I written several times about a major term life insurance company that took the unprecedented step of saying they would allow, in the absence of other risk factors, their preferred plus rate class for some people over 60 with type 2 diabetes.

Their only other criteria? They had to have been diagnosed within the past 5 years and have an A1c of 7.0 or less. I’ve seen several approvals come through on this with other agents I know, but hadn’t had a chance to actually present an application until recently. My client is 63, had an A1c of 6.9 on his insurance exam and his doctor has had him on diet control for the past few years since they originally ran across high glucose on another insurance exam.

We already had the medical records on this case, so with the exam and labs in hand it was off to the underwriter who swiftly hit it with a table 2 approval. I’m thinking this guy didn’t get the memo from the chief underwriter so we questioned why my client wouldn’t qualify for preferred rates.

His answer was that my client had never really been diagnosed, although his records clearly show a link between his first elevated glucose and being put on a specific diet. He said that my client wasn’t really being treated, as in he wasn’t taking any prescribed medicine. As far as I know diet control of diabetes has always been considered treatment. At least the people that are on the diet feel like they are being treated and if the result is that the doctor is expecting some change in the glucose level, well, it kind of sounds like treatment….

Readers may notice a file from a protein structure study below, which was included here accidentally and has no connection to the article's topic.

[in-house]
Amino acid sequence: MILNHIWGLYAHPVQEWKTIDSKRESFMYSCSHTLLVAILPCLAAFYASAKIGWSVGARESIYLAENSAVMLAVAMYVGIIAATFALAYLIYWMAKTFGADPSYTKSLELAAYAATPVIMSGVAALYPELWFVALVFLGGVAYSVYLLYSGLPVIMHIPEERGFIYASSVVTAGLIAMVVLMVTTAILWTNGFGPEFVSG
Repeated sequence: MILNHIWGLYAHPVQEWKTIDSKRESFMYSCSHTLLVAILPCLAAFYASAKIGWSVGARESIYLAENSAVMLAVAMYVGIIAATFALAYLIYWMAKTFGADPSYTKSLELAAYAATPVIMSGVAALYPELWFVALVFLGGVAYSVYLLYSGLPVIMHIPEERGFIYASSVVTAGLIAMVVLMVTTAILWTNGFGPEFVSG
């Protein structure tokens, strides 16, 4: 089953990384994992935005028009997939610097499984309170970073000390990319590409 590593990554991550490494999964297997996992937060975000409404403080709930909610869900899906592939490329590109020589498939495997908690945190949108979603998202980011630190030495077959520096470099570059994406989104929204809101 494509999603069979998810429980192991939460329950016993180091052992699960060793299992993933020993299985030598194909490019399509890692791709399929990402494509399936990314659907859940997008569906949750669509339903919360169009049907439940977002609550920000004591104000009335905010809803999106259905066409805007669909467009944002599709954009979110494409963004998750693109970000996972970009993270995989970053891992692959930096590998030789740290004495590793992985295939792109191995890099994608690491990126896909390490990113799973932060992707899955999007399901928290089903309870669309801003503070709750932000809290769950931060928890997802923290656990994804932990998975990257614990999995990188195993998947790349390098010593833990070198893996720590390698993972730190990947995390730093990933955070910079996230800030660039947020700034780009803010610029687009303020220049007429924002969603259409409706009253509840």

And then he blurts it out! He thinks it’s stupid that an insurance company would make that kind of an offer. He states that there simply isn’t the mortality experience to back it up. Furthermore he stated that there was nothing inherently fair about whacking someone one rate class for well controlled high blood pressure and not for well controlled diabetes.

I have to admit that I don’t disagree with what he feels, but the guys signing his paycheck are paying him to big bucks to uphold their wild marketing ideas. Fortunately there is some check and balance in the underwriting world. If a rogue underwriter doesn’t want to go with the flow perhaps his boss will remind him which way feces flows.

Bottom line. I think we will prevail on this and I’ll post the end result. In the meantime the door does still appear to be open (just route it around the underwriter I got) for well controlled 60+ year old diabetics to get rates that are less than 1/2 of what they would get through any other company.